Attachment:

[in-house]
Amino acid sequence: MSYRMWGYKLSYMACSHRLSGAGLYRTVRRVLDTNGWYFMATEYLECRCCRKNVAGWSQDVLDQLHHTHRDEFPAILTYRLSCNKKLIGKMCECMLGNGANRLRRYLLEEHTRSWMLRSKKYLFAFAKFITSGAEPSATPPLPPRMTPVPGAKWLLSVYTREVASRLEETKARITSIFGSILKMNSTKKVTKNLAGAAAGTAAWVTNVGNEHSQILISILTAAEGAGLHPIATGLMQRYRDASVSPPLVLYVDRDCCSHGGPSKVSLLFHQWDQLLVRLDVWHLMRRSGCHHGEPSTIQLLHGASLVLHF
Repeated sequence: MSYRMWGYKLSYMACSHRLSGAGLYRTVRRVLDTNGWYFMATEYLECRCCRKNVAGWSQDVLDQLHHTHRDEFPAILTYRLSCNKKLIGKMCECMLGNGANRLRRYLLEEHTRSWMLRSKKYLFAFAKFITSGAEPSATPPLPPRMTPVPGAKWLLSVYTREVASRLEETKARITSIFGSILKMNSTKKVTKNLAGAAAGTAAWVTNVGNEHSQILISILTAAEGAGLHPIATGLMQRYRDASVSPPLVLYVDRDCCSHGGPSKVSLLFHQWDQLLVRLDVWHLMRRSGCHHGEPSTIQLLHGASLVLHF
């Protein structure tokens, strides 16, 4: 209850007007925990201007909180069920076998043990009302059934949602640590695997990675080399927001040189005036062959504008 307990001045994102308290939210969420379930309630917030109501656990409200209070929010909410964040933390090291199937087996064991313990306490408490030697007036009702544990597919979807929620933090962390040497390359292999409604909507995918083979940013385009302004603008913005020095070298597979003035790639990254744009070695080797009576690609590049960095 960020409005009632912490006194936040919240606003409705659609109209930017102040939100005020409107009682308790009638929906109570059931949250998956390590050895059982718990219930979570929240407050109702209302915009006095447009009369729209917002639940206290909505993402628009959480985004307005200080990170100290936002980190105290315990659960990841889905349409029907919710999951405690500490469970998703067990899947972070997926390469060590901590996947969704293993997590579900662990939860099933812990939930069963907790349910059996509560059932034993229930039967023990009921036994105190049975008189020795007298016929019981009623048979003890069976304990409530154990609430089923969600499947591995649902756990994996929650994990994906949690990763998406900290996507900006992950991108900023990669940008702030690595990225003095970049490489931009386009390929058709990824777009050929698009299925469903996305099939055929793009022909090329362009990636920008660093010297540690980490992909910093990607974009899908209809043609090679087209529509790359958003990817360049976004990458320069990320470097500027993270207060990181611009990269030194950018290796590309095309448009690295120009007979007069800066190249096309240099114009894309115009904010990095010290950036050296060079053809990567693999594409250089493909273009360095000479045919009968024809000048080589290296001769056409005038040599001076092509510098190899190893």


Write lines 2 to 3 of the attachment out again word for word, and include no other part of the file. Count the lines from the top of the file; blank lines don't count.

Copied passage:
Amino acid sequence: MSYRMWGYKLSYMACSHRLSGAGLYRTVRRVLDTNGWYFMATEYLECRCCRKNVAGWSQDVLDQLHHTHRDEFPAILTYRLSCNKKLIGKMCECMLGNGANRLRRYLLEEHTRSWMLRSKKYLFAFAKFITSGAEPSATPPLPPRMTPVPGAKWLLSVYTREVASRLEETKARITSIFGSILKMNSTKKVTKNLAGAAAGTAAWVTNVGNEHSQILISILTAAEGAGLHPIATGLMQRYRDASVSPPLVLYVDRDCCSHGGPSKVSLLFHQWDQLLVRLDVWHLMRRSGCHHGEPSTIQLLHGASLVLHF
Repeated sequence: MSYRMWGYKLSYMACSHRLSGAGLYRTVRRVLDTNGWYFMATEYLECRCCRKNVAGWSQDVLDQLHHTHRDEFPAILTYRLSCNKKLIGKMCECMLGNGANRLRRYLLEEHTRSWMLRSKKYLFAFAKFITSGAEPSATPPLPPRMTPVPGAKWLLSVYTREVASRLEETKARITSIFGSILKMNSTKKVTKNLAGAAAGTAAWVTNVGNEHSQILISILTAAEGAGLHPIATGLMQRYRDASVSPPLVLYVDRDCCSHGGPSKVSLLFHQWDQLLVRLDVWHLMRRSGCHHGEPSTIQLLHGASLVLHF